Besides which, Andy is just such a seemingly good kid that it's hard to think, even for a second, that he could be a killer. Honestly, after the opening sequence between cop and killer, the film shifts to a heartwarming series of scenes between mother and son, and it plays this section so well. Partly that's because both Hicks and Vincent are great actors. We've seen Hicks before on this site as she was the marine biologist over in Star Trek IV: The Voyage Home and, honestly, for as little as that film gave her to do, she was pretty great. Here she really sells the love between mother and son making these opening scenes of the movie really play. It helps, though, that Vincent, despite being a child actor, it really great. I normally hate kid actors as they seem so fake -- kids are kids so we can't expect them to also be professional actors -- but Vincent really sells the sweet precociousness of Andy. You genuinely like Andy.
But then the film seems to know this as, very quickly, it tosses aside any "is Andy the killer" mystery and just doubles-down on the Chucky show. And, don't get me wrong, Chucky is a pretty convincing killer. His design is creepy, he's well animated via practical effects, and he's voices magnificently by Dourif. As far as slasher killers are concerned, Chucky was created perfectly and needed very little tweaking over the years. Compare him to other killers: Freddy (from the Nightmare on Elm StreetThe brain-child of director Wes Craven, A Nightmare on Elm Street was his answer to the glut of Slasher films that were populating the multiplex. His movie featured an immortal character, Freedy, with a powerset like none other, reshaping the expectations for Slasher movies to come. series) went from a dark and shadowy shape to a quippy mascot, while Jason (from the Friday the 13thOne of the most famous Slasher film franchises, the Friday the 13th series saw multiple twists and turn before finally settling on the formula everyone knows and loves: Jason Voorhees killing campers 'round Camp Crystal Lake. series) wasn't even the killer in seemingly half the films and, even when he was the main dude, barely qualified as a character. Chucky though, came into this world fully-formed and never really had to change. He's great just the way he is.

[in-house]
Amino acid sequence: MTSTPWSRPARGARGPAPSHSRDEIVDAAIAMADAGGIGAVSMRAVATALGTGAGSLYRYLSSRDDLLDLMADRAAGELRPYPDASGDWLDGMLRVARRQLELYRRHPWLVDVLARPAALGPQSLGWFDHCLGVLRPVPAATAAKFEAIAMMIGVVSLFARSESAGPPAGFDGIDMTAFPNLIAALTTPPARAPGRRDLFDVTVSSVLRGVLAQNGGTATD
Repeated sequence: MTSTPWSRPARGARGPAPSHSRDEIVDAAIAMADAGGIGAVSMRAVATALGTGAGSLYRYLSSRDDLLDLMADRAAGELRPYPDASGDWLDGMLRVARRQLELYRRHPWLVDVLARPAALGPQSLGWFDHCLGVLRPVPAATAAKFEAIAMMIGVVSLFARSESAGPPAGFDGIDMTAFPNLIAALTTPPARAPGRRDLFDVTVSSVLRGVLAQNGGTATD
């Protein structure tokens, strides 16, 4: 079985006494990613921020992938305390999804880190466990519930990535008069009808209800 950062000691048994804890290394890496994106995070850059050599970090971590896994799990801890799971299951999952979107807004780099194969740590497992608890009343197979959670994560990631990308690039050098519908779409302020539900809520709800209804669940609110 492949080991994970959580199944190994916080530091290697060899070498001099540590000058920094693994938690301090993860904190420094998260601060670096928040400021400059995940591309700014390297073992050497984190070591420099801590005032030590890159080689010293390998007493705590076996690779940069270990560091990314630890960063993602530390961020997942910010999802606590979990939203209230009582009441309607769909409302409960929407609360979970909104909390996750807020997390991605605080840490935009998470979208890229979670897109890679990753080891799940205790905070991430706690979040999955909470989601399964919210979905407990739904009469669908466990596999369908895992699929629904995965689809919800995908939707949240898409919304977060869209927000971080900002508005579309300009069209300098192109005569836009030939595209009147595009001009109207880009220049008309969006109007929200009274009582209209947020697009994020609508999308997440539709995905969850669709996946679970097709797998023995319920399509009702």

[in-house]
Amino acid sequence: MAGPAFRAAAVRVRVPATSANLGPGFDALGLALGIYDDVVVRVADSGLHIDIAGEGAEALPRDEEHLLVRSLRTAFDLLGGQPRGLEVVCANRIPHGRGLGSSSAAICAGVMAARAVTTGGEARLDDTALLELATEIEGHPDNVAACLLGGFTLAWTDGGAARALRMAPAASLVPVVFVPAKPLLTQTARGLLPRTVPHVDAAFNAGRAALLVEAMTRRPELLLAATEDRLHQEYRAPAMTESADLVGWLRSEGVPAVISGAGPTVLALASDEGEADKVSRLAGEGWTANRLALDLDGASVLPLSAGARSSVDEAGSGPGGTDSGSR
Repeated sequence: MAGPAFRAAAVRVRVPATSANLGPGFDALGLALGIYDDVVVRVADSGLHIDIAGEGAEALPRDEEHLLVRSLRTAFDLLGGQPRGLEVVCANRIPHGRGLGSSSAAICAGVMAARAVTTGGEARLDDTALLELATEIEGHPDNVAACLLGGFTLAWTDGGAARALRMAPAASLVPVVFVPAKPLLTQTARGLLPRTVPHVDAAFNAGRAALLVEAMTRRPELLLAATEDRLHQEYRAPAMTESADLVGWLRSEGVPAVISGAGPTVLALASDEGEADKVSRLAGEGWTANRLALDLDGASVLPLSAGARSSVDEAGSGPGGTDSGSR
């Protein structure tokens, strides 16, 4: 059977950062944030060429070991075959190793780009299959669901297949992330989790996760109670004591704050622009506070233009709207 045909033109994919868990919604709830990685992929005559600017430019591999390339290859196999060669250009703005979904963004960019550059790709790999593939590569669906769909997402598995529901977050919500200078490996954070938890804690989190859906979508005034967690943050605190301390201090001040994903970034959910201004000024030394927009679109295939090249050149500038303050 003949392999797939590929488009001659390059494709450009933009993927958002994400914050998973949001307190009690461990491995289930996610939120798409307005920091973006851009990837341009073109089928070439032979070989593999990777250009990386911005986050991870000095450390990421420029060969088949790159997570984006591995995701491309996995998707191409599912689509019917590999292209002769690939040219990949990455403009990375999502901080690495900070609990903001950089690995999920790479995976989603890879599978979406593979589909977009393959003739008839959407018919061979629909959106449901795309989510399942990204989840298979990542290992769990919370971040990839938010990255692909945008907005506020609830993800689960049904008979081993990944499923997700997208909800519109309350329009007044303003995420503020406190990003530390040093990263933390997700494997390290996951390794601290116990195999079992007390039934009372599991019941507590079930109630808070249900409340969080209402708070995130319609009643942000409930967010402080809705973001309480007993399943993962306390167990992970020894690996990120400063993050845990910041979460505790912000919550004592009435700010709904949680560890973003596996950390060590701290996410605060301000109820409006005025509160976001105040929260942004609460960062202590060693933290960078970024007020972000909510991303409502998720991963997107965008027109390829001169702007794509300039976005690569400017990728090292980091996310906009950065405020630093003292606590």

Sadly, the movie really doesn't know quite what to do with him yet. Later films figure out a way to make him both a creepy dude and an effective killer, but this first movie relies on the standard slasher tricks -- stabbing and stranglings and the like -- which are hard to pull off convincingly when your killer is a three-foot-tall doll. Again, to the movie's credit, it knows this and allows Chucky to stumble quite often, unable to pull off all the dastardly kills he'd like. Knowing it, though, doesn't help the scares, and Child's Play suffers from creating a killer like this and then realistically treating the situations it causes as best as it can. Later films will eventually throw realism out the window and (by and large) are better for it.
In concept I like Child's Play. It did give us another great slasher killer and, at times, it even finds a way to use him effectively. Unfortunately the movie can't quite bring it together. It doesn't quite know what to do with its killer once it has him, and then wastes a lot of time meandering around through "is Andy the killer" plotting that drags the film down. We, as the audience, already know Andy isn't the killer so it would have been better just to focus on the creepy doll instead of the kid. As good as the kid is, he's know Chucky, and that's the character we paid to see.
The Killing Floor:
Not taking the threat of Chucky seriously. Chucky, by this point, has already exhibited strange behavior -- whispering things to Andy, showing up in places he shouldn't while Andy is elsewhere -- and yet Andy's babysitter, Maggie, shrugs it off as Andy just being a prankster.
And then, while Andy is asleep, strange things start happening around the apartment. Maggie again brushes it off, assuming she's just scaring herself, until she ends up with a hammer to the eye. She stumbles, trips, and falls out the window, plummeting to her death.
Final Body Count:
Four. The best friend, two accomplices, and an idiot doctor. Its a low count, but then this first movie really banked more on the creepy doll vibes than on a high kill count.